Calcium Efflux in Rat Tail Artery during Potassium Induced Relaxation

R. Clinton Webb, Paul M. Vanhoutte, David F. Bohr

Research output: Contribution to journalArticlepeer-review

4 Scopus citations


The current study investigates the mechanism by which the concentration of activator Ca2+ is decreased during potassium induced relaxation of vascular smooth muscle. Helically cut strips of rat tail artery were mounted between a fixed base and force transducers; isometric contractions were recorded. The arterial strips relaxed in response to potassium after contraction induced by norepinephrine in potassium-free solution. The efflux of 45Ca2+ from the strips was stimulated by norepinephrine during the potassium-free cycle. This increase in efflux was prevented during potassium induced relaxation. D-600, an inhibitor of transmembrane Ca2+ flux, reduced the magnitude of potassium induced relaxation by 35%. These observations suggest that relaxation in response to potassium is the result of a decrease in membrane permeability to Ca2+ coupled with an increase in Ca2+ sequestration at intracellular sites.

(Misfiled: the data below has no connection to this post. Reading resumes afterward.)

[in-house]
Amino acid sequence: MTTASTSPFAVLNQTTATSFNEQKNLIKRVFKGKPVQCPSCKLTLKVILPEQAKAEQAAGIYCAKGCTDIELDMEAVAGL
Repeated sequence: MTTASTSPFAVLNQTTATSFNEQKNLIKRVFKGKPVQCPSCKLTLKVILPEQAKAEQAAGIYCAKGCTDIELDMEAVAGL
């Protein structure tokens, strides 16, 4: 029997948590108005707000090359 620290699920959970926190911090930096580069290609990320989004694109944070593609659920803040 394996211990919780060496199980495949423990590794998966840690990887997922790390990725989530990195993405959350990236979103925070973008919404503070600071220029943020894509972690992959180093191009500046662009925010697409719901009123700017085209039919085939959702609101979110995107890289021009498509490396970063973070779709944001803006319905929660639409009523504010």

Original languageEnglish (US)
Pages (from-to)252-256
Number of pages5
JournalProceedings of the Society for Experimental Biology and Medicine
Issue number3
StatePublished - Jul 1980
Externally publishedYes

ASJC Scopus subject areas

  • Biochemistry, Genetics and Molecular Biology(all)


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